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Postscript. We launched virtual visits today (February 24th) as planned. The first patient lives near the Iowa border, two hours from both New Ulm Medical Center and the Twin Cities. The virtual visit saved him roughly four hours of driving for a 30 minute visit.

Sober Curious

I’m scheduled to appear on MPR News with Angela Davis this Friday, January 17th, at 11 a.m. I’ll be representing Allina Health in a live discussion about the sober curious movement (and here, here and here).

Peder Schweigert, the general manager of Marvel Bar, will also be in studio. He’s been a bartender for 15 years and about four years ago decided to stop drinking alcohol.

I’m occasionally asked if I have a personal history of addiction. I don’t but stopped drinking by my mid-30s before sober curious was a thing (I’m currently a week short of 50, so I’ve been “dry” for at least 15 years).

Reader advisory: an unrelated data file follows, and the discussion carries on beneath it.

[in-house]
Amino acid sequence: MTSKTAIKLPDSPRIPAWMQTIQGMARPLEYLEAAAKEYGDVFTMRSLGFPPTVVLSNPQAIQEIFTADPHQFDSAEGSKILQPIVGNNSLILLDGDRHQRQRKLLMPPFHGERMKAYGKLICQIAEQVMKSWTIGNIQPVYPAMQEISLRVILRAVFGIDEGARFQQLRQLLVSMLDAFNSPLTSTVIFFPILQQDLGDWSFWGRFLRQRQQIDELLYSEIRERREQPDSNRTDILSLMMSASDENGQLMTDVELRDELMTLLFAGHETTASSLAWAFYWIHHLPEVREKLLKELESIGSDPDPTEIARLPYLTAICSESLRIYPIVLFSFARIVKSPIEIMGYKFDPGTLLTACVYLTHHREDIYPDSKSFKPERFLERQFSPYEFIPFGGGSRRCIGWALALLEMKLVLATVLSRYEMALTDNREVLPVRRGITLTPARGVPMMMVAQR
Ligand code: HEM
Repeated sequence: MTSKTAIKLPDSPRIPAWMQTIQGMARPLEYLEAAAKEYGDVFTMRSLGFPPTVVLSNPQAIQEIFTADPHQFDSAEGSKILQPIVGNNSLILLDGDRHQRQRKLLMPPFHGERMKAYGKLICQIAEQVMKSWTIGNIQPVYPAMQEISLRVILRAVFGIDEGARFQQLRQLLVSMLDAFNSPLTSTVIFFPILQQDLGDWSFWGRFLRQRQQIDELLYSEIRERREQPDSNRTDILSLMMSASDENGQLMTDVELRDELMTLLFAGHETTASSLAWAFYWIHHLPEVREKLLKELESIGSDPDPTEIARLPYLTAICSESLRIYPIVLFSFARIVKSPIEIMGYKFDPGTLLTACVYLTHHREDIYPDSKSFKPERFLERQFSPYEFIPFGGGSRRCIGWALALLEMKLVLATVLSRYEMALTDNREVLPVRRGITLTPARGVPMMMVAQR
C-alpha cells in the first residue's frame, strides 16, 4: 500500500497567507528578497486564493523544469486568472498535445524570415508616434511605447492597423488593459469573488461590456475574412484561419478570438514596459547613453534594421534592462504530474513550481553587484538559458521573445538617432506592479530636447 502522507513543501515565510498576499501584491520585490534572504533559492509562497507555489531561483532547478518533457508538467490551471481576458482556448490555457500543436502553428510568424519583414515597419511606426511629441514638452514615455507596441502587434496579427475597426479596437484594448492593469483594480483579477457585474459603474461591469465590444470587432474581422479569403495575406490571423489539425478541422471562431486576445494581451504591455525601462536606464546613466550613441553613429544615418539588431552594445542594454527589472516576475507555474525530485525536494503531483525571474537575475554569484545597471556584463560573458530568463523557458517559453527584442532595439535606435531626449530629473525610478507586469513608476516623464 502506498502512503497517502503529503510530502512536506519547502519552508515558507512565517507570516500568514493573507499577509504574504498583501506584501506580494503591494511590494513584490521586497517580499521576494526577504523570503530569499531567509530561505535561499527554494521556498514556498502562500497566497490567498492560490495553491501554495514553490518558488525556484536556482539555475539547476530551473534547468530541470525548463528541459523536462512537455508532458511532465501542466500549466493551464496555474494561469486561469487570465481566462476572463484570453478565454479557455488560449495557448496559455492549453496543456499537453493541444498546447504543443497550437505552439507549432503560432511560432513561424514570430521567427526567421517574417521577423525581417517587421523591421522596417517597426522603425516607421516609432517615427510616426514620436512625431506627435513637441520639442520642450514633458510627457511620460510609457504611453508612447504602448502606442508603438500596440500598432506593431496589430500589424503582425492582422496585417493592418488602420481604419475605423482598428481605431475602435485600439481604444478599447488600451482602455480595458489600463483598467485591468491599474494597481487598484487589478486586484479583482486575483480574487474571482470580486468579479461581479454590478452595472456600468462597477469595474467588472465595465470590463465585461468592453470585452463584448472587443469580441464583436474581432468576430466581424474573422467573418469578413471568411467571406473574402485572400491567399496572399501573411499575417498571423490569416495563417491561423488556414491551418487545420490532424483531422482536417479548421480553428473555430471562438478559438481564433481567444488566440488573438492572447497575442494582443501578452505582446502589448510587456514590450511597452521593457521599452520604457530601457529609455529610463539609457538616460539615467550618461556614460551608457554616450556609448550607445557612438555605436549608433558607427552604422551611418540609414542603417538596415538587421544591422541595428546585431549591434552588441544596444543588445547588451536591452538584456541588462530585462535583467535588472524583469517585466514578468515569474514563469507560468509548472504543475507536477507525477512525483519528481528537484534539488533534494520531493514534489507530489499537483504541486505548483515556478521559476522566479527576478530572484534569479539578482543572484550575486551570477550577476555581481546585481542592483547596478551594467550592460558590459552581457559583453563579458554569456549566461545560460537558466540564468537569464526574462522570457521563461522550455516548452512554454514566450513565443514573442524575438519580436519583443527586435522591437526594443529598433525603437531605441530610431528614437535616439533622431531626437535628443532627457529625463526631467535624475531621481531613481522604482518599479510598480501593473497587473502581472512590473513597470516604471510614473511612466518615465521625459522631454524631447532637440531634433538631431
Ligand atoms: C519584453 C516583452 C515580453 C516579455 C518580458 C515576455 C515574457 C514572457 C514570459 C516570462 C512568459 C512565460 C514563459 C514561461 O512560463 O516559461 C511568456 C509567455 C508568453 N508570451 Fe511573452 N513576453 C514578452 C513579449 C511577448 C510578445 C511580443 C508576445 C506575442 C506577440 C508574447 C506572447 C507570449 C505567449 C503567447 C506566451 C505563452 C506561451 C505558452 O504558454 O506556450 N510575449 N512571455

Some sober curious factoids appear below.

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“Would I be happier without booze? More productive? Would I feel more confident? What would it be like to never have to face another deadline half hungover? Would I be thinner if I didn’t drink? Look younger? Would I have less sex? More sex? Would the sex be better? Would I have anything to talk about at parties? Where would the glamour go? Would people think I was boring? Exactly how boring would I/life become? … I have termed this questioning as getting Sober Curious

  • Low-risk use: Consumption of alcohol or other drugs below the amount identified as hazardous, and use in circumstances not defined as hazardous
  • Hazardous use: Use that increases the risk for health consequences
  • Harmful use: Use with health consequences in the absence of addiction
  • Addiction: As per criteria in the Diagnostic and Statistical Manual of Mental Disorders (DSM-5)

According to the USDA, “If alcohol is consumed, it should be in moderation—up to one drink per day for women and up to two drinks per day for men—and only by adults of legal drinking age.” I think that recommendation is okay for women, however, the number should be one drink per day for men. Of note, “The level of consumption that minimises health loss is zero”